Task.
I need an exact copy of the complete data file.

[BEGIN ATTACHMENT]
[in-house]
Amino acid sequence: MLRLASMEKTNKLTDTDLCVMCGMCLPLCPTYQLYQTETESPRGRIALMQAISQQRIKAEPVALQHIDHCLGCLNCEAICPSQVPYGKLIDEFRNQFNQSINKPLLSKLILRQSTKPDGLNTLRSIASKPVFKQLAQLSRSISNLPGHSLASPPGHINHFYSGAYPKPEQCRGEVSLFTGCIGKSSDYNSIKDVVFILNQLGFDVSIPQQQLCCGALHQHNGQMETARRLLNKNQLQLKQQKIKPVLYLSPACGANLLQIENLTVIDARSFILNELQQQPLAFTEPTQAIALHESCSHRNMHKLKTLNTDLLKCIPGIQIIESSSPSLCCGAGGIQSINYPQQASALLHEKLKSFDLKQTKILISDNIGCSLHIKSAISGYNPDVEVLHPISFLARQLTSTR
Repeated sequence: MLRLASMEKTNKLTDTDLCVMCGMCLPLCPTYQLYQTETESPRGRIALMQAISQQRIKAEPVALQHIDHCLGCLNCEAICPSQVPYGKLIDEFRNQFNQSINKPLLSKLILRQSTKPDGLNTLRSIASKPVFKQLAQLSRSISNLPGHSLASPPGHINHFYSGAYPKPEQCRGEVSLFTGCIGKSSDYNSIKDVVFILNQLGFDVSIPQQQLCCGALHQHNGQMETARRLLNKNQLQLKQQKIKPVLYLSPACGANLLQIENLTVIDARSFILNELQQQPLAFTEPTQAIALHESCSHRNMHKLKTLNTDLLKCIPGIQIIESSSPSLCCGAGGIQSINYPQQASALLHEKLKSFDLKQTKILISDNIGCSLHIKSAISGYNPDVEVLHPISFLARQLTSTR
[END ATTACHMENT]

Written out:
[in-house]
Amino acid sequence: MLRLASMEKTNKLTDTDLCVMCGMCLPLCPTYQLYQTETESPRGRIALMQAISQQRIKAEPVALQHIDHCLGCLNCEAICPSQVPYGKLIDEFRNQFNQSINKPLLSKLILRQSTKPDGLNTLRSIASKPVFKQLAQLSRSISNLPGHSLASPPGHINHFYSGAYPKPEQCRGEVSLFTGCIGKSSDYNSIKDVVFILNQLGFDVSIPQQQLCCGALHQHNGQMETARRLLNKNQLQLKQQKIKPVLYLSPACGANLLQIENLTVIDARSFILNELQQQPLAFTEPTQAIALHESCSHRNMHKLKTLNTDLLKCIPGIQIIESSSPSLCCGAGGIQSINYPQQASALLHEKLKSFDLKQTKILISDNIGCSLHIKSAISGYNPDVEVLHPISFLARQLTSTR
Repeated sequence: MLRLASMEKTNKLTDTDLCVMCGMCLPLCPTYQLYQTETESPRGRIALMQAISQQRIKAEPVALQHIDHCLGCLNCEAICPSQVPYGKLIDEFRNQFNQSINKPLLSKLILRQSTKPDGLNTLRSIASKPVFKQLAQLSRSISNLPGHSLASPPGHINHFYSGAYPKPEQCRGEVSLFTGCIGKSSDYNSIKDVVFILNQLGFDVSIPQQQLCCGALHQHNGQMETARRLLNKNQLQLKQQKIKPVLYLSPACGANLLQIENLTVIDARSFILNELQQQPLAFTEPTQAIALHESCSHRNMHKLKTLNTDLLKCIPGIQIIESSSPSLCCGAGGIQSINYPQQASALLHEKLKSFDLKQTKILISDNIGCSLHIKSAISGYNPDVEVLHPISFLARQLTSTR